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Forward Slave Strut Brackets - Plans version

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Well-Known Member
Sep 13, 2006
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First thing is first....draw the part on a CAD program of your choice, or the old fashioned way. Either way works fine.
The plans show a dimension of 2" from the center of the big hole and the 3/16 hole on the bottom. There was discussion here as to the plans showing this dimension from a side view and a top view. The way it is drawn, the side view angle would place the holes closer together. That is incorrect....looking down fromthe top of the bracket, center-to-center on these two holes should be 2" after bending.

Well, you ask, a complicated task it must be to get that right...not really! Do yourself a favor and measure the distance AFTER you bend. See below pic....I cut out form with extra length so I could measure then cut to fit later....


Make your bends using the prescribed radius in the plans (3/8"). I used aluminum bending blocks that I radiused with a router, but some may use wood...whatever suits you.
After bending, you want to match the part up with the aileron hinge it will be mated to. Remember, you're making two upper, two lower, left and right each!! WHen you match it up, you can then drill the 3/16" holes under-sized and ream to final size. That way, the holes will match perfectly!!! You can then measure the distance between the lower 3/16" hole and the larger 3/4" hole, and finish off the bracket. See pic:


Me thinks it's starting to look like the picture on the Steen website...


Ok, back to work! Next step is drilling the big hole and fitting the bushing for the bearing. The pic is distorted, but the hole is really perfectly round...It should be atight fit so you can get a good weld. You'll end up with this:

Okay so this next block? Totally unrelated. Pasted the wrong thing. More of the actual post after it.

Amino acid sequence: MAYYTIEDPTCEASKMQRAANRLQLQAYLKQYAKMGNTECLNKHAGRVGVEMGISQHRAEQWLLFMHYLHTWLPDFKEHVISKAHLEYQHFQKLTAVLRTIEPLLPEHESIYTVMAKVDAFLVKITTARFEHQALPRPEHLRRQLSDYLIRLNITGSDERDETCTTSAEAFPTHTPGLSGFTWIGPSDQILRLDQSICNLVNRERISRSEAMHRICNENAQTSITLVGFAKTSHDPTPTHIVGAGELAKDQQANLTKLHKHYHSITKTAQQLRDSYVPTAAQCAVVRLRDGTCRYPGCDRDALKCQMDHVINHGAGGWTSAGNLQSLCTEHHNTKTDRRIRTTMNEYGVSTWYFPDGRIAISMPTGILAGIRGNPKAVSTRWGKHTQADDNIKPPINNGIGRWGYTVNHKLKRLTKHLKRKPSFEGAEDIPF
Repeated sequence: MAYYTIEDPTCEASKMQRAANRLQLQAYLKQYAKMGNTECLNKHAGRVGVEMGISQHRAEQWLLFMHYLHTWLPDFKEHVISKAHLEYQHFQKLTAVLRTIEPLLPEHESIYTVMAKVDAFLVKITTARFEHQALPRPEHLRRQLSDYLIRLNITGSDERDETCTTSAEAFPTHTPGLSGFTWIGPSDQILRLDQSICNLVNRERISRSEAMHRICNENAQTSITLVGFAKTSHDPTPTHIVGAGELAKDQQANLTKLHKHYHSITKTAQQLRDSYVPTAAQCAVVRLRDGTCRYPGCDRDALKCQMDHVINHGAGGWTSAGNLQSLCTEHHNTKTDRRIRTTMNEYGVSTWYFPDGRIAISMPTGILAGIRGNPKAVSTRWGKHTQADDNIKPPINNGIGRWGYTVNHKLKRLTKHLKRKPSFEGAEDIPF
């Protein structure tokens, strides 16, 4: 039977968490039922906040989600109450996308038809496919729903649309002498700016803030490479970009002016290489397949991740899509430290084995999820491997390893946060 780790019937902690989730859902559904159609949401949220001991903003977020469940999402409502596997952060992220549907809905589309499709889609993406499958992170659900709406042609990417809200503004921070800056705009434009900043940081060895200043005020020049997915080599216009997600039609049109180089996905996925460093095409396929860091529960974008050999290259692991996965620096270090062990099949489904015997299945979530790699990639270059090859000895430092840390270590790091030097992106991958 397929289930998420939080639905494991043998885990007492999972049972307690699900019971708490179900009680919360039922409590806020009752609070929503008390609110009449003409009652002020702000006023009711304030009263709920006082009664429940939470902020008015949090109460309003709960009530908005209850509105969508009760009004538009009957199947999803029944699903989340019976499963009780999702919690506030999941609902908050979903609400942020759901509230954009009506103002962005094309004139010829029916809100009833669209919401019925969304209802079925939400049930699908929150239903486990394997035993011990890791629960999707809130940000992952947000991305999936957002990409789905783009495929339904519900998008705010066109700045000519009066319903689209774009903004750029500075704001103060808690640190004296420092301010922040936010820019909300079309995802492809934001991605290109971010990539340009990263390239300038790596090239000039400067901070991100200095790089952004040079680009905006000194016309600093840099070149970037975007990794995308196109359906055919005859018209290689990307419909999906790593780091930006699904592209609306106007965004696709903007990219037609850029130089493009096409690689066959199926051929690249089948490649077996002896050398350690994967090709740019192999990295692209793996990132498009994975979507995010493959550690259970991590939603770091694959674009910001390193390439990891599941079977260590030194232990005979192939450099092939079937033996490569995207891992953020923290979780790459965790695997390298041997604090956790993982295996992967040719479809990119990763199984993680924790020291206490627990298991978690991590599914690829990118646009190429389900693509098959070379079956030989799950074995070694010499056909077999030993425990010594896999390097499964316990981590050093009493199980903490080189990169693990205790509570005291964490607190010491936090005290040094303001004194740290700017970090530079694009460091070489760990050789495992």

The bushing is cut out from a length of tubing, per plans, on the lathe. If you don't have a lathe, buy a cheapo and learn how to use it...it'll save your life sometimes!!

A quick trip to theTIG machine and you get a good weld. Now, TIG guys keep in mind that you are welding around an edge andmelting away that edge is very easy. Even though the bushing material is .095 and the bracket is .125, the old addage of, "one amp per .001" does not apply here. You WILL burn a hole in the bushing. I used .065 rod and 80 amps, and pedal'd it almost max to get the penetration and puddle I wanted.
My result is this:


DO NOT REAM INSIDE OF BUSHING UNTIL AFTER WELDING!!!It will not be round if you do. Wait until after you weld, them ream to.0005 smaller than bearing size. Remember, this bearing needs to be press-fit, but it is a small,relatively fragile bearing. It needs a light press so as not to damage the bearing, then the edges of the bushing need to be straked as an added measure to hold it in place. Loctite bearing retaining compound may work well also, but I don't trust this compound with the rapidly changing temperatures your aircraft will encounter, so Iwill not use it.

When you're done, you'll have something that looks like this:


No, that's not crinkled metal in the bend....it's waded-up glue and paper fromt he pattern. A little cleaning is in order.

WHen you're done, you'll have a bracket that is perfectly mated to your aileron brackets. See pic:


Yea, the aileron brackets were made by yours truly also. I need to get them powder-coated. I posted that project in another topic.

Randy made some nice slave brackets from aluminum, and they are shown in the manual. They are nice pieces, and you may want to pursue that route instead of this type. I am following the plans for most brackets, so that is why I posted this and made these....you make your own decision.

What is nice is that the manual is a work in progress, and gives the builder more choices than the plans...and choices are a good thing. Edited by: scottly

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